ADDR2ASCII(3) BSD Library Functions Manual ADDR2ASCII(3)
addr2ascii, ascii2addr -- Generic address formatting routines
Standard C Library (libc, -lc)
addr2ascii(int af, const void *addrp, int len, char *buf);
ascii2addr(int af, const char *ascii, void *result);
The routines addr2ascii() and ascii2addr() are used to convert network addresses between binary form and a printable form appropriate to the
address family. Both functions take an af argument, specifying the address family to be used in the conversion process. (Currently, only
the AF_INET and AF_LINK address families are supported.)
The addr2ascii() function is used to convert binary, network-format addresses into printable form. In addition to af, there are three other
arguments. The addrp argument is a pointer to the network address to be converted. The len argument is the length of the address. The buf
argument is an optional pointer to a caller-allocated buffer to hold the result; if a null pointer is passed, addr2ascii() uses a statically-
The ascii2addr() function performs the inverse operation to addr2ascii(). In addition to af, it takes two arguments, ascii and result. The
ascii argument is a pointer to the string which is to be converted into binary. The result argument is a pointer to an appropriate network
address structure for the specified family.
The following gives the appropriate structure to use for binary addresses in the specified family:
AF_INET struct in_addr (in <arpa/inet.h>)
AF_LINK struct sockaddr_dl (in <net/if_dl.h>)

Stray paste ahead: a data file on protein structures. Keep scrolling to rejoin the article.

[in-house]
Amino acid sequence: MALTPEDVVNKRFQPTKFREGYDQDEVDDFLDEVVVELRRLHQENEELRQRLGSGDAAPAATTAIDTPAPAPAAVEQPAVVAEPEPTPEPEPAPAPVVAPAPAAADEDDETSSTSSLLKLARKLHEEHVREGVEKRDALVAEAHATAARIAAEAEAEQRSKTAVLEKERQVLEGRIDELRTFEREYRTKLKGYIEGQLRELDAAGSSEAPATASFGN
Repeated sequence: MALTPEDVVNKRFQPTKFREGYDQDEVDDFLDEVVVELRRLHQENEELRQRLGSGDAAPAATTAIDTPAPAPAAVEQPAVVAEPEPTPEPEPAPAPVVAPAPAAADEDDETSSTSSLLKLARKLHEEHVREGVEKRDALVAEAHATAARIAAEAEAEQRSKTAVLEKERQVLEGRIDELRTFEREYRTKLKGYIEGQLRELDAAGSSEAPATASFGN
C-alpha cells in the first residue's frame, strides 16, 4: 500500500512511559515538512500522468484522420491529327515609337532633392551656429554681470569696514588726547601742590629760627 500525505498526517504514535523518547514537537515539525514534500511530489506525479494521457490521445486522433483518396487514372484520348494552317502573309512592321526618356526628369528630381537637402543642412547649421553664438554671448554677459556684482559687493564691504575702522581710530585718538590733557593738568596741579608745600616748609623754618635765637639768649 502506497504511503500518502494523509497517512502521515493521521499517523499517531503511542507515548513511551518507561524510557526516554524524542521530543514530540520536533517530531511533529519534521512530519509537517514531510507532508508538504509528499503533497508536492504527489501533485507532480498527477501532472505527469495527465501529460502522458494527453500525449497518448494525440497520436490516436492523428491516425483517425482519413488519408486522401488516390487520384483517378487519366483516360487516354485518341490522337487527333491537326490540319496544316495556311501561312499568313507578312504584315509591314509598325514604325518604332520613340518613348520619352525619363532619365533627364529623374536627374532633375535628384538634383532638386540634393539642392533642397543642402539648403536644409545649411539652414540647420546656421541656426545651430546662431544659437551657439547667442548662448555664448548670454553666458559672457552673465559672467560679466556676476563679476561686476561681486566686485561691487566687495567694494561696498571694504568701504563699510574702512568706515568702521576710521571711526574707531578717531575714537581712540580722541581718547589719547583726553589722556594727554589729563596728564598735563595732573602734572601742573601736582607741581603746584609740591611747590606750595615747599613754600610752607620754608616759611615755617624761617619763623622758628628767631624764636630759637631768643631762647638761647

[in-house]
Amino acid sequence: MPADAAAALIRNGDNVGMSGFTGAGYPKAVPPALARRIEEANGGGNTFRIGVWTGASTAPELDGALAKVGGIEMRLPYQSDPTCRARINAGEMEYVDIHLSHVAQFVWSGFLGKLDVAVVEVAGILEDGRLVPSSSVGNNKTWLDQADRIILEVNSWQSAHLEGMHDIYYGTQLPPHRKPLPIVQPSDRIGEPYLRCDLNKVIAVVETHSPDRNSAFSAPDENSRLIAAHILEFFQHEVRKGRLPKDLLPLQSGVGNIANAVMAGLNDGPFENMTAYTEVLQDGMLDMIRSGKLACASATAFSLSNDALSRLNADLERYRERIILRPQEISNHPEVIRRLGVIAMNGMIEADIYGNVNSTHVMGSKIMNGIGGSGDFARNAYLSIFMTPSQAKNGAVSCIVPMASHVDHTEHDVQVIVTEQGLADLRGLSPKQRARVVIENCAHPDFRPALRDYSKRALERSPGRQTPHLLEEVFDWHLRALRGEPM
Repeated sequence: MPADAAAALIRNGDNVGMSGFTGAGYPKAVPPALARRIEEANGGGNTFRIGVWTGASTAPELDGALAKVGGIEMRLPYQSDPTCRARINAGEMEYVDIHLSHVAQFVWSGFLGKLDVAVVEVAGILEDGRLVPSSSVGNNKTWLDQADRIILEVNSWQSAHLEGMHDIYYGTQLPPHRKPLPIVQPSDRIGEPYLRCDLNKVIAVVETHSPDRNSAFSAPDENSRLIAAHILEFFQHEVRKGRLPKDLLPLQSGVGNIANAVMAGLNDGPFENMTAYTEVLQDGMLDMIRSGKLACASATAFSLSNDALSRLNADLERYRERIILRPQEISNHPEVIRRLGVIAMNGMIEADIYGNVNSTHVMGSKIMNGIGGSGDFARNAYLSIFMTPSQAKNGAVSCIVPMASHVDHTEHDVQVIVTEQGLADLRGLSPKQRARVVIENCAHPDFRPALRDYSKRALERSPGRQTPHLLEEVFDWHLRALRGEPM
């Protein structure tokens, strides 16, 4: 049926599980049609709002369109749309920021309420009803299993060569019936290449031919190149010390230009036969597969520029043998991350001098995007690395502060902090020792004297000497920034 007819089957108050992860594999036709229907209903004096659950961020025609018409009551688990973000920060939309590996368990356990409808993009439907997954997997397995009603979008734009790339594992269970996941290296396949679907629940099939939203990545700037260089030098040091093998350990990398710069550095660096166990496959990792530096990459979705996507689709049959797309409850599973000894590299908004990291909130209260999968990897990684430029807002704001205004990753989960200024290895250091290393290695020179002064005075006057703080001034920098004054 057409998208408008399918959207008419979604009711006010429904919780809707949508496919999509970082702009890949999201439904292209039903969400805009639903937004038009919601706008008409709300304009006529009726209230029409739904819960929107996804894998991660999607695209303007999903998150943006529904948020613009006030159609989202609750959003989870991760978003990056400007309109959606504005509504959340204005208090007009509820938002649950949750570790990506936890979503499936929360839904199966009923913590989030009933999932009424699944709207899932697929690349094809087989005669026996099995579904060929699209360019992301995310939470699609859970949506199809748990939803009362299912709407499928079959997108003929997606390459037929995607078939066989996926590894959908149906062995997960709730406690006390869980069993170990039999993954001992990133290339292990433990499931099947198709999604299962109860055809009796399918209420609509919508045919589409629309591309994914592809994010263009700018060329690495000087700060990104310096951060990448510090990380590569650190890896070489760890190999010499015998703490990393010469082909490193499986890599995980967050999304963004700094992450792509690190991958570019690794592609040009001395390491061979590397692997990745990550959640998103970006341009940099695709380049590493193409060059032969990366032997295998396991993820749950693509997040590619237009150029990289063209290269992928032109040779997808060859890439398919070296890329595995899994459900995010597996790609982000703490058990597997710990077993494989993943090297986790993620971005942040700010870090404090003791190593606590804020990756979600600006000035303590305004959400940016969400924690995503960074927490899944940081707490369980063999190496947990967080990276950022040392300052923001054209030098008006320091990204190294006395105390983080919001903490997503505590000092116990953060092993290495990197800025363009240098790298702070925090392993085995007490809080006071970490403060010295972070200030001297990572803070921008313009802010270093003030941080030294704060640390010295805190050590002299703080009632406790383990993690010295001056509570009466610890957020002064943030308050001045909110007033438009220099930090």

AF_INET and AF_LINK constants are defined in <sys/socket.h>
The addr2ascii() function returns the address of the buffer it was passed, or a static buffer if the a null pointer was passed; on failure,
it returns a null pointer. The ascii2addr() function returns the length of the binary address in bytes, or -1 on failure.
The inet(3) functions inet_ntoa() and inet_aton() could be implemented thusly:
inet_ntoa(struct in_addr addr)
return addr2ascii(AF_INET, &addr, sizeof addr, 0);
inet_aton(const char *ascii, struct in_addr *addr)
return (ascii2addr(AF_INET, ascii, addr)
In actuality, this cannot be done because addr2ascii() and ascii2addr() are implemented in terms of the inet(3) functions, rather than the
other way around.
When a failure is returned, errno is set to one of the following values:
[ENAMETOOLONG] The addr2ascii() routine was passed a len argument which was inappropriate for the address family given by af.
[EPROTONOSUPPORT] Either routine was passed an af argument other than AF_INET or AF_LINK.
[EINVAL] The string passed to ascii2addr() was improperly formatted for address family af.
inet(3), linkaddr(3), inet(4)
An interface close to this one was originally suggested by Craig Partridge. This particular interface originally appeared in the INRIA IPv6
Code and documentation by Garrett A. Wollman, MIT Laboratory for Computer Science.
The original implementations supported IPv6. This support should eventually be resurrected. The NRL implementation also included support
for the AF_ISO and AF_NS address families.
The genericity of this interface is somewhat questionable. A truly generic interface would provide a means for determining the length of the
buffer to be used so that it could be dynamically allocated, and would always require a ``struct sockaddr'' to hold the binary address.
Unfortunately, this is incompatible with existing practice. This limitation means that a routine for printing network addresses from arbi-
trary address families must still have internal knowledge of the maximum buffer length needed and the appropriate part of the address to use
as the binary address.
June 13, 1996 BSD